Research during 2003 and 2004 sorted out promising elements for management of the white rot that threatens garlic and onions on the West Side of the San Joaquin Valley.
Shannon Mueller, Fresno County farm advisor, concluded after the trials that “a multi-layered approach” will be necessary to manage the fungal disease, Sclerotium cepivorum, which attacks only alliums and has been on the increase for the past several years.
Those layers thus far include use of a biostimulant, fungicides via treated seed and in-furrow applications, and field sanitation. Various combinations are being evaluated.
Mueller said the biostimulant is simply garlic powder, which carries diallele disulfide or “DADS.” Applied to an infected field before planting, the compound's characteristic odor mimics that emitted by roots of growing garlic or onions and falsely triggers germination of white rot sclerotia in the soil before a new crop is planted. Without a host, most of them die off.
“Earlier trials have shown that dads will knock down a white rot population by 85 percent to 90 percent, similar to a methyl bromide treatment,” she told growers and PCAs during a recent vegetable production meeting at Five Points.
However, she added, once a new crop is planted, the surviving poppy-seed sized sclerotia are potent enough to cause significant disease pressure.
Currently registered fungicides applied at planting in the fall do not have adequate residual activity by the time the fruiting bodies activate in crop hosts in the spring. Sclerotia remain viable in the soil for decades, even without a host.
That's why she and collaborators Kurt Hembree, Fresno County farm advisor, and Mike Davis, plant pathologist at the University of California, Davis, began long-term trials with fungicides on garlic in a commercial field infected with white rot for several years. The field has been dedicated for the project.
Mueller said the highest yields, in relation to the untreated check, were with either a seed or preplant soil applications of Folicur, Switch, or Botran. She saw no yield benefit from foliar applications of Switch, Pristine, or Botran.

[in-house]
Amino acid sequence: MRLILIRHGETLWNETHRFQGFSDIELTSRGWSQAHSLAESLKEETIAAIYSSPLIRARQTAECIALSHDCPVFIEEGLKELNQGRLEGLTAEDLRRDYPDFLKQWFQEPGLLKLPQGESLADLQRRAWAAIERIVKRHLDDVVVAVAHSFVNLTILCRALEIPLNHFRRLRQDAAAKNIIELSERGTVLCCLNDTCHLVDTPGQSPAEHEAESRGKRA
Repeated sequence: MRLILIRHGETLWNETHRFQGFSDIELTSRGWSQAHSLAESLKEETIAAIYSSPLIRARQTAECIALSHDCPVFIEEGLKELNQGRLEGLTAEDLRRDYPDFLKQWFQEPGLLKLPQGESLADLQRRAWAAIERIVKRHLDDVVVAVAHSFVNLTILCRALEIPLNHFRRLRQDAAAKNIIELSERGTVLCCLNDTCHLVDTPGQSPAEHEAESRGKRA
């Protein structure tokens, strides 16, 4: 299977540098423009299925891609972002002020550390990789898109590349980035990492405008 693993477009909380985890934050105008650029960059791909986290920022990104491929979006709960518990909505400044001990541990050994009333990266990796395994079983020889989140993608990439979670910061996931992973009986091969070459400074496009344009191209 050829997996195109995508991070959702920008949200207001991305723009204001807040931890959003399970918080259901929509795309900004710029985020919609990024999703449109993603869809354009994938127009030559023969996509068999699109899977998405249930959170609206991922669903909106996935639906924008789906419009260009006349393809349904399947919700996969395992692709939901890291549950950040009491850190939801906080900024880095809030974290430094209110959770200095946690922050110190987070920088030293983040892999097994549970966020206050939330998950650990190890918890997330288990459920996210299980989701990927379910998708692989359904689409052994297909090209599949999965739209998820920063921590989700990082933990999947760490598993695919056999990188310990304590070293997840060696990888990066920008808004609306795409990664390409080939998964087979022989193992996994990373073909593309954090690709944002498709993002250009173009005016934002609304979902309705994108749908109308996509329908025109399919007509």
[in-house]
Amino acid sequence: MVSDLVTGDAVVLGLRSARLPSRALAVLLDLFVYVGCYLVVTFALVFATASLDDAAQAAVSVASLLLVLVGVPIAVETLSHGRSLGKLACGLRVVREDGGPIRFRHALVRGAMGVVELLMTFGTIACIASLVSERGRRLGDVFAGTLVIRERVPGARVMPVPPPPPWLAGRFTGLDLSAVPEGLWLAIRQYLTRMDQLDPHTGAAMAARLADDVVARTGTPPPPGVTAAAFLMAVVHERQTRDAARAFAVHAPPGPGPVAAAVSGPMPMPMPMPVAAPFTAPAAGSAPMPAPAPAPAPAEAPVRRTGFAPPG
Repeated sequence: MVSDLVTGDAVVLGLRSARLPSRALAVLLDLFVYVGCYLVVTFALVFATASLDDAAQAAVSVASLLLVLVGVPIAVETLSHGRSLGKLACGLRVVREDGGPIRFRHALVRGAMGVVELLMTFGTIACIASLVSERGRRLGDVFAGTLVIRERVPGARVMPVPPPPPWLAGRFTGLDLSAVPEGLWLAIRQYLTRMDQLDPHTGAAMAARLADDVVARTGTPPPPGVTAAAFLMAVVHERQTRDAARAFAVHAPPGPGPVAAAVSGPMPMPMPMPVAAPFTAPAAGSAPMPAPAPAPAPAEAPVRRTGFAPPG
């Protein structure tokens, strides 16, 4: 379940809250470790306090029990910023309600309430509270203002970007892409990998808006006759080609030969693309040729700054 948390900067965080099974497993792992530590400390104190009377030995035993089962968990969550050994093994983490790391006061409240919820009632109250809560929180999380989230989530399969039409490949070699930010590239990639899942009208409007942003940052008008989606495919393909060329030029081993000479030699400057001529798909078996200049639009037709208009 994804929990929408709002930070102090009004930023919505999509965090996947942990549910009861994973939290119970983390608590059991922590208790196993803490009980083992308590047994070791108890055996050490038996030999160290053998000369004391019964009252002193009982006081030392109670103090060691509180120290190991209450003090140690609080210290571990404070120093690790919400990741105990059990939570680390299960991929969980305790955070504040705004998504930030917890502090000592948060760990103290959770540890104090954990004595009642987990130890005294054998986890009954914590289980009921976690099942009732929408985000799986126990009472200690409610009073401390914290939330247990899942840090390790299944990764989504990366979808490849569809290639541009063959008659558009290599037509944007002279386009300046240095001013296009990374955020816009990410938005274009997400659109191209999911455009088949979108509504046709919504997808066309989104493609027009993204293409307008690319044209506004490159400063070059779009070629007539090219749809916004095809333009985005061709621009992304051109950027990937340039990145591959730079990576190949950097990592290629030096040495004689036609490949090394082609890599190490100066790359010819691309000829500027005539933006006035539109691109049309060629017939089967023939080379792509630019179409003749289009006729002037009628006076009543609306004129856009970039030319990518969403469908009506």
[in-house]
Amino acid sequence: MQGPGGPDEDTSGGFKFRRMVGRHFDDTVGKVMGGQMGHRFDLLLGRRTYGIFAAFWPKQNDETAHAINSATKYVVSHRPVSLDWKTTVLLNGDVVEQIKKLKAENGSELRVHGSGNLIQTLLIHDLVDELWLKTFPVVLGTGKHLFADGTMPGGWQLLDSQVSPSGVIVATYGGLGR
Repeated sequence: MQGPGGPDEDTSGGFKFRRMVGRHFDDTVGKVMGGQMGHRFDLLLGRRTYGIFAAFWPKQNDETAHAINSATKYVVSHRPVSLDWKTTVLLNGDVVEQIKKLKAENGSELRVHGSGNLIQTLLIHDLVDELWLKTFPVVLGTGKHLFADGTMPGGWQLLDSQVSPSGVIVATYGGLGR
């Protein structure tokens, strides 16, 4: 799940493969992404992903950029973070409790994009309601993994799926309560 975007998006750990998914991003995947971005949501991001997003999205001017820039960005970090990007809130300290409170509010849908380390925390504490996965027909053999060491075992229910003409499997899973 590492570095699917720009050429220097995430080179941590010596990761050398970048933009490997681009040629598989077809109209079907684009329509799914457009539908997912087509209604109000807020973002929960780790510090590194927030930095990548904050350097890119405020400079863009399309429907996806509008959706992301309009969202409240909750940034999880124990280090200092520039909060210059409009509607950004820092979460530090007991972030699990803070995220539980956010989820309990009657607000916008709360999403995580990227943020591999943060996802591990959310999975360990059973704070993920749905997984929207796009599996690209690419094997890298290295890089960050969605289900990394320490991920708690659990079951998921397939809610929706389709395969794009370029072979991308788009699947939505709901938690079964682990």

Rovral, the standard in-furrow fungicide treatment, was better than the untreated check but was less effective than other materials.
Mueller said a foliar application of Pristine, inadvertently made at an excessive rate in the spring, surprisingly turned out to perform on a par with soil treatments with Switch and Botran.
Development of the disease is favored by cool, moist soil conditions typical during the spring in the SJV, she said. One advantage for SJV growers is the disease is inhibited when temperatures rise above 78 degrees.
Foliar treatments began as soon as soil temperatures reached the optimum for infection. Sclerotia germinate at between 59 and 64 degrees, and the range for infection is 50 to 75 degrees, with soil optimum soil temperatures at between 60 to 65 degrees.
The project continues this season with additional fungicides for seed, in-furrow, and foliar treatments, along with applications through drip irrigation. Flooding, soil solarization, deep cultivation, and metam sodium applications also will be investigated.
“We will take the most promising materials and application techniques and start to layer them in an approach to developing a strategy for white rot,” Mueller said.
Meanwhile, she stressed, field sanitation is vital to contain the spread of the pathogen that has already infected 70 SJV fields, totaling more than 10,000 acres.
“Any movement of people or equipment from infected fields can carry the disease. That's pretty obvious when you have onions or garlic in a field, but it is equally important when rotational crops are in the field. The sclerotia are still there and can be easily moved into clean areas.”
Another speaker, Scott Stoddard, Merced County farm advisor, described tomato spotted wilt virus (TSWV), a disease that has tomato growers in the SJV and Southern California concerned because no control program is known to be successful.
“The virus has an extremely wide host range and infects more than 800 species, including corn, tomatoes, beans, and weeds such as pigweed, purslane, and nightshade. A lot of times they are symptomless hosts,” he said.
Vectored by adult western flower thrips and able to replicate in the gut of the insects as well as in the host plant, TSWV shows as bronzed leaves and stunted plants that produce deformed fruit with yellow blotches and rings. It reduces yield in processing tomatoes and can make fresh tomatoes unmarketable.
“Control of this virus is very difficult because of its wide host range and that of the thrips,” Stoddard said. “And there are no UC recommendations for managing it on tomatoes, although some success has been reported anecdotally with sprays of Monitor, Warrior, or Success, along with removal of infected plants.”
Control must be early in the season since research in Georgia and Florida has shown that the virus can reduce production by 2.3 percent for each day prior to harvest.
Controls that might work are manipulating planting dates, increasing plant density, multiple insecticide applications, reflective mulches, resistant varieties when they are identified, separation of susceptible crops, or trap crops for the thrips.
Stoddard said his own research with reflective mulches, particularly silver colored, showed some effect in curbing WFS and wilt infection.
“Whatever you do, do it right away after you've determined you have spotted wilt virus. Infected plants are sources of the virus that will spread and spread,” he said.